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IIHS: Truck safety equipment could cut 40% of rear-end collisions

Safety technologies pay for themselves in avoided crash repairs

Travelers study said motorists ramped up reckless behavior during pandemic (Photo: Insurance Institute for Highway Safety)

Large trucks with forward collision warning and automatic emergency braking (AEB) systems could eliminate more than 40% of rear-end collisions, according to a new study from the Insurance Institute for Highway Safety (IIHS).

The IIHS examined data on crashes per vehicle mile traveled from 62 carriers operating tractor-trailers and other trucks weighing at least 33,000 pounds. It found that trucks equipped with forward collision warning had 22 percent fewer crashes and trucks with AEB had 12% fewer crashes than those without either technology.

Front crash prevention systems use cameras, radar or sensors to monitor the roadway ahead. Some include only forward collision warning, which alerts the driver to obstacles in the roadway. AEB systems automatically apply the brakes to prevent the collision or reduce its severity.

Crash avoidance systems worth making standard

“The potential benefits are great enough that these crash avoidance systems should be standard equipment on all new large trucks,” IIHS President David Harkey said. 

Forward collision warning and AEB reduced rear-end crashes by 44% and 41%, respectively, IIHS Director of Statistical Services Eric Teoh said.

Truck drivers crash less often per mile traveled. But large trucks can weigh up to 30 times as much as a passenger vehicle. That increases the danger they pose in a crash, Teoh said.

Fatalities grow with large truck crash stats

U.S. crashes involving large trucks are nearly a third higher since hitting an all-time low in 2009. Large truck crashes killed 4,136 people in 2018, the most recent statistics available. Of those fatalities, 119 deaths came from large trucks rear-ending passenger vehicles. 

The study covered some 2,000 crashes occurring over more than 2 billion vehicle miles traveled during 2017-19. The IIHS excluded Incidents without injuries or significant property damage. 

“This study provides evidence that forward collision warning and AEB greatly reduce crash risk for tractor-trailers and other large trucks,” Teoh said. “That’s important information for trucking companies and drivers weighing the costs and benefits of these options.” 

Fleet Advantage, a provider of leasing and lifecycle management for trucks, tries to persuade its customers of the benefits of safety systems.

“Our early calculations indicate that the cost for all safety equipment reduces collision repairs and yields a return on investment in about 24 months,” Fleet Advantage CEO John Flynn said in an email to FreightWaves.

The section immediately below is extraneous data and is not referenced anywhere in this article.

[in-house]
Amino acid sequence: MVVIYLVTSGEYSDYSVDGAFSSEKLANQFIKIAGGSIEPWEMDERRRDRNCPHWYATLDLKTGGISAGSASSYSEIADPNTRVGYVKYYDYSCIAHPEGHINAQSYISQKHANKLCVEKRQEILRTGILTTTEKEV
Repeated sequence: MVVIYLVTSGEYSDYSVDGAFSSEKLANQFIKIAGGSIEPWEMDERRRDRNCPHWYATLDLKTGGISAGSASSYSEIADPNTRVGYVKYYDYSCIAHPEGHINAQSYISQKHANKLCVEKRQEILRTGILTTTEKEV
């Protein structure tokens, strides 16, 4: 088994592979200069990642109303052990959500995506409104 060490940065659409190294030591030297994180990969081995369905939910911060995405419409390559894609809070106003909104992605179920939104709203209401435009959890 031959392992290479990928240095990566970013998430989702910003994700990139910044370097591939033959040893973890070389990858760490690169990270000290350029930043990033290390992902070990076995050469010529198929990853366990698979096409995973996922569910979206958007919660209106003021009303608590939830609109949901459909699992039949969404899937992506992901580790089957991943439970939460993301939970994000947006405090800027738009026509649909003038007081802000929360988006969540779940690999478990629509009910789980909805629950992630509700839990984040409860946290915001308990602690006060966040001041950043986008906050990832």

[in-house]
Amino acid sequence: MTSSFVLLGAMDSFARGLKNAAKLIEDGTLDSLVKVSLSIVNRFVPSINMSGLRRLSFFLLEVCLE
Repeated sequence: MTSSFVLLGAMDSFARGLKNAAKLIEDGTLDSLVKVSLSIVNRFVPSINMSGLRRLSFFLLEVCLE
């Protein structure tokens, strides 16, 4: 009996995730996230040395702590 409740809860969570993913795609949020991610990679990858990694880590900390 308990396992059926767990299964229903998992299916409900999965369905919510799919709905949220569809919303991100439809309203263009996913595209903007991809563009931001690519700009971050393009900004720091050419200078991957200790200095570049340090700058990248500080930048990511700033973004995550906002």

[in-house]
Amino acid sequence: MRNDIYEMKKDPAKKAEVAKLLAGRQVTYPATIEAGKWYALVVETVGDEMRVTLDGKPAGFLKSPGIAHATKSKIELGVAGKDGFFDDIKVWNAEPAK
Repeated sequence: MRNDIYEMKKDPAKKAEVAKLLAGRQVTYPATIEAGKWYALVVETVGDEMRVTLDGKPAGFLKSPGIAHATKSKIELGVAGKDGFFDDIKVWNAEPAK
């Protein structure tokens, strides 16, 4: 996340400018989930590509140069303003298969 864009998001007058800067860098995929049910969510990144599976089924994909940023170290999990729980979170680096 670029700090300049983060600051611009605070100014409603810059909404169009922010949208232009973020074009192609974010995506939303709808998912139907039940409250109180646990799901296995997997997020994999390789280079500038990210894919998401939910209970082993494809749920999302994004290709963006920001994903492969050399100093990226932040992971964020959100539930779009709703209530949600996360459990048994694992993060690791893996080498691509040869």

In addition to AEB, collision avoidance, disc brakes, lane change, and electronic stability control all reduce total cost of ownership (TCO) because of avoided collision repairs, Flynn said.

Carmakers agree to add automatic emergency braking

The European Union has required AEB with forward collision warning on most new heavy trucks since November 2013. In the U.S., neither truck nor passenger-vehicle manufacturers are  required to equip vehicles with front crash prevention.

However, 20 automakers accounting for 99 percent of the U.S. market will make AEB standard on practically all new passenger vehicles by Sept. 1, 2022. The IIHS and the National Highway Traffic Safety Administration (NHTSA) brokered the voluntary agreement.

The number of large trucks equipped with AEB is increasing. But few studies exist on its effectiveness in reducing crash rates. The IIHS study compared trucks from the same carriers equipped with forward collision warning alone, AEB, and no front crash prevention at all. AEB systems generally include forward-collision warning. 

SmartDrive insights help sort data

The Institute drew on data compiled by SmartDrive Systems, a video-based safety program for commercial fleets. SmartDrive determined which trucks had forward collision warning and AEB It collected detailed information about crashes. 

“The transportation intelligence we’ve gathered over the past 15 years provides unique and deep insights on the trucking industry,” said Jason Palmer, SmartDrive chief operating officer.

The similar benefits of AEB and forward crash warning surprised Teoh. Each technology reduced vehicle speed by about 50%. That lessened the force of impact and damage to the forward vehicle.

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Click for more FreightWaves articles by Alan Adler.

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Alan Adler

Alan Adler is an award-winning journalist who worked for The Associated Press and the Detroit Free Press. He also spent two decades in domestic and international media relations and executive communications with General Motors.